This seeming contradiction between the risks we assume as cyclists and the many ways which ultimately decide whether we are injured or not, made me curious and I began to read profusely about the subject, asked advice of more-experienced riders and reflected on my own ‘near misses’ since I have taken onto mountain-biking a few years back. Here is what I have learned:

First, take some lessons – you may not be as skilled as you think: I learned to ride a bike when I was about six years old, but the skills I acquired then are no match to the full-sized, high-tech bikes of today.

I counted on my experience as a rider, but the truth is, my core riding skills were not up to scratch, and no level of fitness, time in the saddle or medals won in MTB events can make up for that. In those few crucial seconds, when you hit trouble on the ride, it’s those skills that can determine whether you fall and how hard you land.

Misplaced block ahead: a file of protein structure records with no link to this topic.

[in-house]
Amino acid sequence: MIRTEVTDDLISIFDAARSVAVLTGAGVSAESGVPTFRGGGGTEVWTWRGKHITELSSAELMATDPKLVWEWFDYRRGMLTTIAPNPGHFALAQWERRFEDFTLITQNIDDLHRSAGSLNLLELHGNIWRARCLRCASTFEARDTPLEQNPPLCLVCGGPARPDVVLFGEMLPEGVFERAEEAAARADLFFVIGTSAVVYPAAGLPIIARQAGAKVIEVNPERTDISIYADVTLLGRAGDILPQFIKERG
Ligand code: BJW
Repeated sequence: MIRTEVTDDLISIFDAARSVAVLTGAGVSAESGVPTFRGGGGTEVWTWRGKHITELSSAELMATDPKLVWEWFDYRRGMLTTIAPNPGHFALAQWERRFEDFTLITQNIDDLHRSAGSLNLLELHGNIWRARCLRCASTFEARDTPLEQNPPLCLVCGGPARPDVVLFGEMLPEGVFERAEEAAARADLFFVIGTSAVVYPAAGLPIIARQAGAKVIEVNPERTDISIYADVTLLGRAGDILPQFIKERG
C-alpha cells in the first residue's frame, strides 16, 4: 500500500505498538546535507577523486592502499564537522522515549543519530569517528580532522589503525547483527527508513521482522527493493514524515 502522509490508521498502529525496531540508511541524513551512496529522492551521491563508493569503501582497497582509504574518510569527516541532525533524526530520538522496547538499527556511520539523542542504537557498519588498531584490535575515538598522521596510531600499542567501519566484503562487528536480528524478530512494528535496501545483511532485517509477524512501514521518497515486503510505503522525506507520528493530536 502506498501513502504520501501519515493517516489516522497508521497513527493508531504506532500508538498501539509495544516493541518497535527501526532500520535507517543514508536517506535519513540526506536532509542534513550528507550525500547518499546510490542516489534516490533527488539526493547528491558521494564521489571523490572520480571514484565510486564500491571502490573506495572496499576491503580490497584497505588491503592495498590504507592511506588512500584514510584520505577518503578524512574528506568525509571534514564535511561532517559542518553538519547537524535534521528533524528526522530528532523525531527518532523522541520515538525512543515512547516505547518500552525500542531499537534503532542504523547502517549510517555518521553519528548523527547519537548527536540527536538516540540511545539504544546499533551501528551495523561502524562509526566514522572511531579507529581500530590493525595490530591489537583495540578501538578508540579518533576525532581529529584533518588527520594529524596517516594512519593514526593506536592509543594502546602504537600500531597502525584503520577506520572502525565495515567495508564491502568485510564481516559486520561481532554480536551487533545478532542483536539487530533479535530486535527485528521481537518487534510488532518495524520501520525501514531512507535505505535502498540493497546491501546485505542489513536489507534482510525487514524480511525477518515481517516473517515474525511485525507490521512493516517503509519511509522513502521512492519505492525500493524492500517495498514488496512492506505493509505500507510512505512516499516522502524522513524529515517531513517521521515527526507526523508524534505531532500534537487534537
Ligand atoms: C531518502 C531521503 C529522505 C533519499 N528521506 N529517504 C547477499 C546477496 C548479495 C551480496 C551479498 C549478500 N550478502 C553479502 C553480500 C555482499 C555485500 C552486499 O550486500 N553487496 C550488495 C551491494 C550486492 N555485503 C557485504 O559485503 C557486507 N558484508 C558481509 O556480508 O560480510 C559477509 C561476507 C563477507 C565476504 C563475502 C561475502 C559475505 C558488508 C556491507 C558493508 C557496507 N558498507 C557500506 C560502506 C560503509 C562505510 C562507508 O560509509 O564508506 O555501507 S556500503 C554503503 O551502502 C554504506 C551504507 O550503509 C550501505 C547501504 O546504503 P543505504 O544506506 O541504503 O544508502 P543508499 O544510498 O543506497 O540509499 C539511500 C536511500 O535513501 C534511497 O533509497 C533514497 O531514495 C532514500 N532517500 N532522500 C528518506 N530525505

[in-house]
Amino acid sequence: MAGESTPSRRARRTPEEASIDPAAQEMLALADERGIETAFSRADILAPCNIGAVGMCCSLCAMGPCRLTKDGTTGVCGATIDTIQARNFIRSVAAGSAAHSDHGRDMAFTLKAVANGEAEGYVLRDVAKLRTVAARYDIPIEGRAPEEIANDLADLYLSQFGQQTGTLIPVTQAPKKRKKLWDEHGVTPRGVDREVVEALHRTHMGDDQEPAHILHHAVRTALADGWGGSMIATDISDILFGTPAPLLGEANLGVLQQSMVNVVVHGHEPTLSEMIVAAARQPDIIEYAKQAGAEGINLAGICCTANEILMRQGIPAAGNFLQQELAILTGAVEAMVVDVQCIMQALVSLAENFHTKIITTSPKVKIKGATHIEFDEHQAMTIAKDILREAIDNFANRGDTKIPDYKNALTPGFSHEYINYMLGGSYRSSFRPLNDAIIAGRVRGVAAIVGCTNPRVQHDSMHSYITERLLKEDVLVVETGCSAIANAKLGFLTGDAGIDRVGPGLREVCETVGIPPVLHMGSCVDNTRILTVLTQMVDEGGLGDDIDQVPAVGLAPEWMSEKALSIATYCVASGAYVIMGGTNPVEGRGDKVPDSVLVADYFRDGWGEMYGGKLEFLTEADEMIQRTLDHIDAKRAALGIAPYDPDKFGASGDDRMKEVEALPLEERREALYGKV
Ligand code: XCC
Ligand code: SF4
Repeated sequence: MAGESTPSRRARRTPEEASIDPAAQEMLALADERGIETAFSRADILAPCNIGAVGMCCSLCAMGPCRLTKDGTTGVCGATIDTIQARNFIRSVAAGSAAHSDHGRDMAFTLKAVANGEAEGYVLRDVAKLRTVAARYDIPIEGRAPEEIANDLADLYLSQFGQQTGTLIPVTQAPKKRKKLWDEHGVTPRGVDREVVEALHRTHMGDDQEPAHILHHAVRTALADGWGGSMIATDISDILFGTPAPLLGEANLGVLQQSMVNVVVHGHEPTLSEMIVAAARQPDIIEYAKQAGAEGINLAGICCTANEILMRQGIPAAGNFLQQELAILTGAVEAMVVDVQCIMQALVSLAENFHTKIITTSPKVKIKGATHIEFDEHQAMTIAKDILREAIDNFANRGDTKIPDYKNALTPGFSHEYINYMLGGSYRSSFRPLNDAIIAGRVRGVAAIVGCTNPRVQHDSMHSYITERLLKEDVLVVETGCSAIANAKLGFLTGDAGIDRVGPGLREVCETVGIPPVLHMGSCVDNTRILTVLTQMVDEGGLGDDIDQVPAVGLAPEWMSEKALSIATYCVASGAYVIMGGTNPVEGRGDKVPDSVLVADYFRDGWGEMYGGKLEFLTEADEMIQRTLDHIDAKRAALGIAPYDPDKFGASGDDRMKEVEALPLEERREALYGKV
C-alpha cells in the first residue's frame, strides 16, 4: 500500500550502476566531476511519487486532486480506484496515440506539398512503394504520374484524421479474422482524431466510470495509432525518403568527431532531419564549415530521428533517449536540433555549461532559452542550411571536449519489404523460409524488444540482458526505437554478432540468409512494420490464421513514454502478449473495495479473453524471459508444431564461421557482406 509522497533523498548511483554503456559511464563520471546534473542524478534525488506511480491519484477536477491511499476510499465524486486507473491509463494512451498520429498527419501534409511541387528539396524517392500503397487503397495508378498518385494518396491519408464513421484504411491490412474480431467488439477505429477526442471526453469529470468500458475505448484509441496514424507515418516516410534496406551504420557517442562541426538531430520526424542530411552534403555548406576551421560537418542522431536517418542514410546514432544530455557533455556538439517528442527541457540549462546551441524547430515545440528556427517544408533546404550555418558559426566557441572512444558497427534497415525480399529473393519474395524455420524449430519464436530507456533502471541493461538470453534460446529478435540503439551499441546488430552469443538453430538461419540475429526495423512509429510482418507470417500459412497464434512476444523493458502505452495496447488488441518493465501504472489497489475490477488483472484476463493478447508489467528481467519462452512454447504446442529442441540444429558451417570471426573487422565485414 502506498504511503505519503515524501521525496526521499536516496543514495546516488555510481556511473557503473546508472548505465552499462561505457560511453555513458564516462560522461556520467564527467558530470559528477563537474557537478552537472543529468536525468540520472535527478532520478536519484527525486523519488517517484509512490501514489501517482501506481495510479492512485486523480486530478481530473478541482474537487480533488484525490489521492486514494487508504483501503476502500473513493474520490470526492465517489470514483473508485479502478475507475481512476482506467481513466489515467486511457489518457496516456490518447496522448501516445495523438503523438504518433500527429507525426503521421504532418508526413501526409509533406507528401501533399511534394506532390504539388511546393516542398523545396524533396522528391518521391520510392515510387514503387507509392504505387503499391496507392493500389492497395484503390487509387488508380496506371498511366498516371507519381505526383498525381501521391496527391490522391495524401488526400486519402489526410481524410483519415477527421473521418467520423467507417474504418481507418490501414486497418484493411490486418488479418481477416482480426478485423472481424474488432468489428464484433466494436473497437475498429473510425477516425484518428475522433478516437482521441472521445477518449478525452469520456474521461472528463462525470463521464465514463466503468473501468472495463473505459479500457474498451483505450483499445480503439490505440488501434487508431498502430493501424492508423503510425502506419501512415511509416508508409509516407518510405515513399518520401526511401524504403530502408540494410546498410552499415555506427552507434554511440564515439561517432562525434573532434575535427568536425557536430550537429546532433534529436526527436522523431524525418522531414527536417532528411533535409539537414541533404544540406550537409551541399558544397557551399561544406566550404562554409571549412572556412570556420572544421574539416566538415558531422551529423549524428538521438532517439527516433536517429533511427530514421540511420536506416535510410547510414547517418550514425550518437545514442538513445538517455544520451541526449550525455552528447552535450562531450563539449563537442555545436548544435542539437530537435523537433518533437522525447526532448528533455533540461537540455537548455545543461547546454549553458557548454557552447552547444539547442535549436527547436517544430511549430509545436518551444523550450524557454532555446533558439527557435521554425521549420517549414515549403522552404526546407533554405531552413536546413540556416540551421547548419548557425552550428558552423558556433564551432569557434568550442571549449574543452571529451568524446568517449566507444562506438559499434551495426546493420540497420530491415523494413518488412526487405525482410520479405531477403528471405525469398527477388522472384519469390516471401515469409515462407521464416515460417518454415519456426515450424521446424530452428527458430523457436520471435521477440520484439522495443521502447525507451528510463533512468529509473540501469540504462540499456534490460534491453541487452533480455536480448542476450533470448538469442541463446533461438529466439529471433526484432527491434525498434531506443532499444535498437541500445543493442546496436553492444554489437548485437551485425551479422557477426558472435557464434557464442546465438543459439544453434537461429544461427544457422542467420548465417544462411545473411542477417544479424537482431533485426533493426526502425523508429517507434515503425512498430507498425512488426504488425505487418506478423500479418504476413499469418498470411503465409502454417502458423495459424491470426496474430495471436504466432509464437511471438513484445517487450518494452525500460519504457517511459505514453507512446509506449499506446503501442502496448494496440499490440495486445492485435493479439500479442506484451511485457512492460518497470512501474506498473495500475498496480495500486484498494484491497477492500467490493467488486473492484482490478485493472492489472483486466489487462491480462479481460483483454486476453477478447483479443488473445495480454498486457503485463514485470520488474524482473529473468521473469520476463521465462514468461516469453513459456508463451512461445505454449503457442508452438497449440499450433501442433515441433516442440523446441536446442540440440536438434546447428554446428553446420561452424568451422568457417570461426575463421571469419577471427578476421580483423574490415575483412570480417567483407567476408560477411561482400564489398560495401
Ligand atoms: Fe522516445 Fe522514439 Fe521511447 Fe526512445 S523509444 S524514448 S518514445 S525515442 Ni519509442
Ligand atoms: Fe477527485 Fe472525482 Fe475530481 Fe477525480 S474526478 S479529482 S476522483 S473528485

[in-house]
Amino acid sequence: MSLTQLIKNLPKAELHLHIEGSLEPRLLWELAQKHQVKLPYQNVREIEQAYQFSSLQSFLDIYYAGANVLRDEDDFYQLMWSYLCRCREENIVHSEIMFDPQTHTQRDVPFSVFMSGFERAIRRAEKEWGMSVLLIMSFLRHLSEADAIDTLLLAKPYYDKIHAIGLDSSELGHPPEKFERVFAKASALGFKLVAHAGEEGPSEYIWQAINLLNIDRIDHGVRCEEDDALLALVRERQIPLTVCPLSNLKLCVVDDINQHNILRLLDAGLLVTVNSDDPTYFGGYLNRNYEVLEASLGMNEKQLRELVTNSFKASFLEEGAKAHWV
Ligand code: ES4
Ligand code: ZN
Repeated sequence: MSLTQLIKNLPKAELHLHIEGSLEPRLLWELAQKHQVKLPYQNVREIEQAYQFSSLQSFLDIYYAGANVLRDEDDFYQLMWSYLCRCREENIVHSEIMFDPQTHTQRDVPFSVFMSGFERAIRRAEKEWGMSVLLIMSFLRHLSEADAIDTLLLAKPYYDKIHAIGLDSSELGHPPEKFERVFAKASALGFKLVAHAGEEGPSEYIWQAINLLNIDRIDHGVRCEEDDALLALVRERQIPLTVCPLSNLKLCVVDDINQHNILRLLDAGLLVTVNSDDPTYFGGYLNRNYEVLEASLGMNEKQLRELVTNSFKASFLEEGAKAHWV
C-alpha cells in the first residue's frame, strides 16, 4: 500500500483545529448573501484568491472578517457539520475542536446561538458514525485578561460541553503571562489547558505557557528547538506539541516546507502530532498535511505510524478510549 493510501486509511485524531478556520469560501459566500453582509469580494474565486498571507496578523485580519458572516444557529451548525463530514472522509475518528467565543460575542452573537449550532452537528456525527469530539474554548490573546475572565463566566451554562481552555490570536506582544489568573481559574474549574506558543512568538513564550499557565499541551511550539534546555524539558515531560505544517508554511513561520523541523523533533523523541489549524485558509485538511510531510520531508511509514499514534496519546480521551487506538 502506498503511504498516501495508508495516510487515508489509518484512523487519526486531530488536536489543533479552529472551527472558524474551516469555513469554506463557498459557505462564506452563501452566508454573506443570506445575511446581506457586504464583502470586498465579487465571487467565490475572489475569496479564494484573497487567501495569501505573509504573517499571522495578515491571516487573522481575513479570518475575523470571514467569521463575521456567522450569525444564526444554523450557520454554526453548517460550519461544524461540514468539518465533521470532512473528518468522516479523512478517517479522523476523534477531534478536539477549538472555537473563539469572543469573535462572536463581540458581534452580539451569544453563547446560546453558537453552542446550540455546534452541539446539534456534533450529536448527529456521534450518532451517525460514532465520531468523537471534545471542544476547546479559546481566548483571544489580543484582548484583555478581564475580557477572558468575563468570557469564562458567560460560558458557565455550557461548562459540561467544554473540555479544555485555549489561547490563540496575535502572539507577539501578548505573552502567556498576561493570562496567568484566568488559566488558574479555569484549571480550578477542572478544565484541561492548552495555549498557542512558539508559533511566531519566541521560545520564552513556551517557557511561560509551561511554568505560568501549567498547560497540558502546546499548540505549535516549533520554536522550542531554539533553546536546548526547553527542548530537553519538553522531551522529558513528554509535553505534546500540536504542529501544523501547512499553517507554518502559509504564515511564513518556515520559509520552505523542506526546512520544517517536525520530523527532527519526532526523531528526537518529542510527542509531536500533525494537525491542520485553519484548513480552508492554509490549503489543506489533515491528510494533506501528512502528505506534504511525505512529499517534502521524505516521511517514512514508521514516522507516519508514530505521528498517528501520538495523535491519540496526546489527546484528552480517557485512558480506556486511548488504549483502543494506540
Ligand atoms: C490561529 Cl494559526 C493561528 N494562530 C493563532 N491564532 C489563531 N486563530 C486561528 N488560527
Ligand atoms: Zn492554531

Get a professional riding coach or attend a skills clinic before you start riding, and upgrade your skills regularly by attending intermediate and advanced classes. Similarly, ride with better riders than yourself and learn from them and the lines they take. Ride different places and terrains to gain experience with different surface conditions, and whatever happens, learn from the experience.

What you wear counts: Today’s riding gear puts very little between our body and the surface we may end up riding into. Spandex does not offer much protection, neither does a cycling bib for your upper body. Even riding gloves, as much as they may soften a direct blow to your hands, may not offer sufficient protection to elbows, shoulders or arms (remember, it all depends…).